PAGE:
Sergio Garcia just squeaked into play for the weekend after officials queried and cleared him of a rules violation that took place during Thursday’s opening round of the HSBC Abu Dhabi Golf Championship.
European Tour chief referee John Paramor greeted Garcia on Friday morning with the news that his actions of the previous day, in which he tamped down a mark on the green, were under review. The two watched video footage of the incident that showed the 10th-ranked player in the world marking his ball on the ninth hole of his round and then tapping something down on the green. Video via GolfCentralDaily:
By late Thursday night, this had the golf press questioning whether the precocious Spaniard had purposefully attempted to get an otherwise illegal edge. The Euro Tour was just getting over a significant and similar rules blow-up this fall, when Simon Dyson was ruled to have illegally tamped down a spike mark.
Fortunately for the golfer, Paramor accepted his contention that he fixed a ball mark, which is legal under Rule 16-1a (Touching Line of Putt), and Garcia followed his first-round 4-over 76 with a 68 to make the cut by one stroke.
Garcia, who required medical attention on Thursday after hitting out of what he termed "dangerous" rough, was not amused by the situation.
"Cheating is something I would definitely never do," Garcia told Golfweek’s Alistair Tait. "I talked to John and told him, ‘I’m pretty sure that it was a pitch mark that I repaired.’ The confusion was that I repaired it, but Martin [Kaymer] was going to putt, so I backed away to let him putt and then what you can see in the video is him putting and I’m tapping the pitch mark down."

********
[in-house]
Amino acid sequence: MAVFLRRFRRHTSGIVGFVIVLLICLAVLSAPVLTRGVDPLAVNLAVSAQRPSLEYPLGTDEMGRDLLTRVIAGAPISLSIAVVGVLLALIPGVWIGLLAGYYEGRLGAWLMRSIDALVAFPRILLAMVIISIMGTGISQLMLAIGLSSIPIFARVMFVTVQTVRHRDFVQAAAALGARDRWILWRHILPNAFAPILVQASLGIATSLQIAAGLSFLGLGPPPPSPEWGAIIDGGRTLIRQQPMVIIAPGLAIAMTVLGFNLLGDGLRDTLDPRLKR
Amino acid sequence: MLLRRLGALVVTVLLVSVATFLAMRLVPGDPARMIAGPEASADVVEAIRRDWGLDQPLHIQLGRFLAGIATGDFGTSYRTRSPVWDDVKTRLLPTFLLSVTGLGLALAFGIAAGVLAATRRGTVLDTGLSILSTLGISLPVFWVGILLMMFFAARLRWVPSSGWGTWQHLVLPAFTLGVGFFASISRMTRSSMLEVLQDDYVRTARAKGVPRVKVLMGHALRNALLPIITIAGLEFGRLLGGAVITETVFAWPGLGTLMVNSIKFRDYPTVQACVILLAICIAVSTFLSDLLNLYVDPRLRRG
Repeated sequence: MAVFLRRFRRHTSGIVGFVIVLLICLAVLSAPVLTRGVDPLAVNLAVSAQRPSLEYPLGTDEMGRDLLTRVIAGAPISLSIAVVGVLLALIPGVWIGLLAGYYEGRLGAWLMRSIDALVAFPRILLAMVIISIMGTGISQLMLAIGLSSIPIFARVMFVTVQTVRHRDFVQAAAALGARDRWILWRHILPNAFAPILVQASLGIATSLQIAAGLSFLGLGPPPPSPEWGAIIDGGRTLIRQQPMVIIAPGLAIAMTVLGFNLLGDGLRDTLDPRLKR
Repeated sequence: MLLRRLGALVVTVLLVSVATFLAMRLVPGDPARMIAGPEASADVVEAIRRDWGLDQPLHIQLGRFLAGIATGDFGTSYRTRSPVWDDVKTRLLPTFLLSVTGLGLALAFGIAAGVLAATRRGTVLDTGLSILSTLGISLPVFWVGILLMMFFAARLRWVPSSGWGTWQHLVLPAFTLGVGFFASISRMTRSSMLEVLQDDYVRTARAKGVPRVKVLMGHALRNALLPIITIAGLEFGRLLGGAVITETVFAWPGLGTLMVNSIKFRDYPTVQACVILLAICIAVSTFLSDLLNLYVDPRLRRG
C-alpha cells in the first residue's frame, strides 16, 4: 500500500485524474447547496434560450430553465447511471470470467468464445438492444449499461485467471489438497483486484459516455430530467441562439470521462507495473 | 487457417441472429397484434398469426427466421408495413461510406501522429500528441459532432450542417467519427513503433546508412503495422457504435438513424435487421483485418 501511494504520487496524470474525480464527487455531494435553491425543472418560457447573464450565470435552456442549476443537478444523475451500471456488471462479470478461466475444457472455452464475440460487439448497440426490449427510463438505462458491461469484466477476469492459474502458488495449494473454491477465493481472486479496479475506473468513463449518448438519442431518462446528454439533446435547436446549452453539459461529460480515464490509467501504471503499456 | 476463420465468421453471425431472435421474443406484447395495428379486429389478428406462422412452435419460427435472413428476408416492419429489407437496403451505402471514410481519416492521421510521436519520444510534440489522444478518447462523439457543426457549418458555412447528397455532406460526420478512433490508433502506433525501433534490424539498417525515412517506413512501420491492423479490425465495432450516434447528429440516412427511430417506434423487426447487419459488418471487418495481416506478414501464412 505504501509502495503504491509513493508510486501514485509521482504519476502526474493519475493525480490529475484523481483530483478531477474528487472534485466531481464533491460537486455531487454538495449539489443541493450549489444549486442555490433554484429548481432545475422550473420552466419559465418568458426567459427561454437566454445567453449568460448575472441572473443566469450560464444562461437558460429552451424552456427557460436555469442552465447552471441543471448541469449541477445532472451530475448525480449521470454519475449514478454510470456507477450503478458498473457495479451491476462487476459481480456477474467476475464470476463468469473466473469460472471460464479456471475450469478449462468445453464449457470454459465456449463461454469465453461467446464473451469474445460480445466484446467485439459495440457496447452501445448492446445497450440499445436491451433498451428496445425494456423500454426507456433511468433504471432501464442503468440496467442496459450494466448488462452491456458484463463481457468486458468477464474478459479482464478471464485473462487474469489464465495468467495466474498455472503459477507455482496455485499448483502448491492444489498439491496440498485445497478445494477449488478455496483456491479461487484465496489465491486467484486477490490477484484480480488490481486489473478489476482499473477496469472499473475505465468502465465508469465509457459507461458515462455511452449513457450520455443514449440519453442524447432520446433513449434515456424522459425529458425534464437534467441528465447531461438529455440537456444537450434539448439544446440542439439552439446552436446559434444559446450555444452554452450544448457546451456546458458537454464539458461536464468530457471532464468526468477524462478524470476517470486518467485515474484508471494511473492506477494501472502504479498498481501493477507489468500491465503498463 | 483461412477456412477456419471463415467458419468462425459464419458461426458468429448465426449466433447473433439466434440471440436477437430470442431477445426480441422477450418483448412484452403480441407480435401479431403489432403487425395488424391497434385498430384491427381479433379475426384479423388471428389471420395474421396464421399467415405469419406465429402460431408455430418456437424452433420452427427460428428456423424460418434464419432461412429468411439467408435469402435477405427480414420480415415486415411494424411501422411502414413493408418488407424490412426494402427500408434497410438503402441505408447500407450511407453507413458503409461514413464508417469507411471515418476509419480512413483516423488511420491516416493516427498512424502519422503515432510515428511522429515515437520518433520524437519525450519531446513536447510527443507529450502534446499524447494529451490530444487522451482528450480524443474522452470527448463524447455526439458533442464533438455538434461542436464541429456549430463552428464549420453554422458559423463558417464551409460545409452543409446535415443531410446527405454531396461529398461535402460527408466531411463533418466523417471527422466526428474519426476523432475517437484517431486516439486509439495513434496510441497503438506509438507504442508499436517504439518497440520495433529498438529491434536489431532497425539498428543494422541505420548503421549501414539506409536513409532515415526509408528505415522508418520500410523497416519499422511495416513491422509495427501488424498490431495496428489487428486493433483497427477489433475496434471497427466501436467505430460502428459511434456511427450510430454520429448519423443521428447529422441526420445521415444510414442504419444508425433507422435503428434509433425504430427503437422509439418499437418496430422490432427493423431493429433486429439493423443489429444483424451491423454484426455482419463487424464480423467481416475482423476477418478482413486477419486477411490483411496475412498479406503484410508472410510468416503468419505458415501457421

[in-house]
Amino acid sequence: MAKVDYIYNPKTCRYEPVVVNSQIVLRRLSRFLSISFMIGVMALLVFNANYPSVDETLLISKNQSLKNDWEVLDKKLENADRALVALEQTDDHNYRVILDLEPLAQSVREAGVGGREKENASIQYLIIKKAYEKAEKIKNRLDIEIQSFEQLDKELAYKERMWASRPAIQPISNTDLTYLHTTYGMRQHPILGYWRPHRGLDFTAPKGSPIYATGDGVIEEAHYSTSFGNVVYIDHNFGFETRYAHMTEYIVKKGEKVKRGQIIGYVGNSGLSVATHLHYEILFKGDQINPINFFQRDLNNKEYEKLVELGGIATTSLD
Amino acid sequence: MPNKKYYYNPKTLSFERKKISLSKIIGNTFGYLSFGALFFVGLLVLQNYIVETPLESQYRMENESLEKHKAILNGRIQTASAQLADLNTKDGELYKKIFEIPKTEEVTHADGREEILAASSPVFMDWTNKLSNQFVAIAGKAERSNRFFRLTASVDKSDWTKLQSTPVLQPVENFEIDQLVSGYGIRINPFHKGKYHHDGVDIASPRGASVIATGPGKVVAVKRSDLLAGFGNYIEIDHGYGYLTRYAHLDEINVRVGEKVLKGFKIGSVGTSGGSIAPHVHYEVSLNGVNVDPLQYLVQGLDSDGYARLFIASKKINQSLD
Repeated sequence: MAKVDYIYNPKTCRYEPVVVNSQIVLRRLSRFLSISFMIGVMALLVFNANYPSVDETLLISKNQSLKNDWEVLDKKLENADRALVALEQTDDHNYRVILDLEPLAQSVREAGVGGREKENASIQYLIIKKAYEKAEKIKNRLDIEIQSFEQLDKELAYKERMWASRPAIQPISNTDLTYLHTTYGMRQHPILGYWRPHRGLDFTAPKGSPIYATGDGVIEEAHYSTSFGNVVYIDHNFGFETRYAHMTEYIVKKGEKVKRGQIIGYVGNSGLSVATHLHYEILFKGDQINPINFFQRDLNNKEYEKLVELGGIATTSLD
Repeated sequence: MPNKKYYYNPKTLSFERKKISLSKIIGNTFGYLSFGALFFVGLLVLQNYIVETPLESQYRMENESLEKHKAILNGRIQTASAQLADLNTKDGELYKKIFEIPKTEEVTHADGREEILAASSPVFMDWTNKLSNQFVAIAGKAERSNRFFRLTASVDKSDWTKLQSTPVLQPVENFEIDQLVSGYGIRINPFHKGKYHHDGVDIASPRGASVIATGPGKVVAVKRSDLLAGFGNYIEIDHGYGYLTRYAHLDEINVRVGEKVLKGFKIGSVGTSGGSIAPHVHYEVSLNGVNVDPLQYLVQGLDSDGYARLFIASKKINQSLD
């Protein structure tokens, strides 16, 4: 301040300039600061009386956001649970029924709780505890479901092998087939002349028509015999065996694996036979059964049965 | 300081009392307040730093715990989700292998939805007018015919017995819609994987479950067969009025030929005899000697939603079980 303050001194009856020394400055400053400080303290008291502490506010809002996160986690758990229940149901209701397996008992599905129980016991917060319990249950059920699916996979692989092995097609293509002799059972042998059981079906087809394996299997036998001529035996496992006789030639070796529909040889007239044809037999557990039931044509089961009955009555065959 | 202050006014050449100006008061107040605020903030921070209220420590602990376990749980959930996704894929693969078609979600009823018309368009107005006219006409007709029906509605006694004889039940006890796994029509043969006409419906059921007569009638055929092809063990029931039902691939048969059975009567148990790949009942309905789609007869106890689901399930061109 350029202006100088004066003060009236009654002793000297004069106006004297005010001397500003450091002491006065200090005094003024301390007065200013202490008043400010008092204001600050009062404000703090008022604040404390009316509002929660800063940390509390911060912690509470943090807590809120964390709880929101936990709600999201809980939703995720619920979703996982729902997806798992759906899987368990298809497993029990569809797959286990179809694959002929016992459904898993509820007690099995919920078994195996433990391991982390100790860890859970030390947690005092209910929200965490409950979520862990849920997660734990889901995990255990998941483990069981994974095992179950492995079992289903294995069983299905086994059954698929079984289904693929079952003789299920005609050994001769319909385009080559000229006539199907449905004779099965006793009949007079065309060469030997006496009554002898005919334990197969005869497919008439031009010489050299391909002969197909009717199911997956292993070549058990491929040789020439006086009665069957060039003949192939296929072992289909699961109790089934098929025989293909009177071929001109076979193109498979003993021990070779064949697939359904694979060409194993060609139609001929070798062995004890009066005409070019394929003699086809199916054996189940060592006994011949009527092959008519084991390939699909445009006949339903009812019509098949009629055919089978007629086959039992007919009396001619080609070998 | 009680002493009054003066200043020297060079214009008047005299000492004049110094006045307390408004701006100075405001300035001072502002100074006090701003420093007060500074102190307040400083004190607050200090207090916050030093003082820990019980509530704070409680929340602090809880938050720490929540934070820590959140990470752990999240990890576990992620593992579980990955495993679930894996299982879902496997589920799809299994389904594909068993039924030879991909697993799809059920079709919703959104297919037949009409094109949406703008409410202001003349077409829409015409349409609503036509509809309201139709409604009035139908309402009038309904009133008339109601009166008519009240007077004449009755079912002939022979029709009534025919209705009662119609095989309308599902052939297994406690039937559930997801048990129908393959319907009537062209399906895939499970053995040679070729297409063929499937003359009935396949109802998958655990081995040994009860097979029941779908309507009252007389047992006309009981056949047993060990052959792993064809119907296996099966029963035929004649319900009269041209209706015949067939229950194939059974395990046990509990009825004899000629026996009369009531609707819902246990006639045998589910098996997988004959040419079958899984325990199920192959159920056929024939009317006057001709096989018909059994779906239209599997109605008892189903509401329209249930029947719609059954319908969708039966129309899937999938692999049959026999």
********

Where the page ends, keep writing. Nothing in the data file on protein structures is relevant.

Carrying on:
Garcia, who will head into Saturday in a tie for 60th at even-par, nine shots back of 36-hole co-leaders Craig Lee and Rafael Cabrero-Bello, showed the mark to Paramor on Friday morning. Though he was cleared of any wrongdoing, Garcia was unhappy with the proceeding, which apparently involved another armchair arbitrator dropping a dime on the 18-time PGA and European Tour winner.
"It does feel quite bad to be related to the word 'cheating' when you have no proof and I’ve never ever cheated in my whole life," he said to Tait. "I have given myself plenty of penalty strokes when nobody saw it and I did.
"It hurt a little bit. I think people calling [in alleged rules violations] without having any proof is wrong. If you can really tell that it’s wrong that somebody’s cheated, then that’s fine, but when you have no proof at all, it’s not," Garcia added. "Being related to that word is the most disgusting thing that can happen to someone to me that has never, ever cheated. It was disappointing, but it was good to clear it up with John Paramor."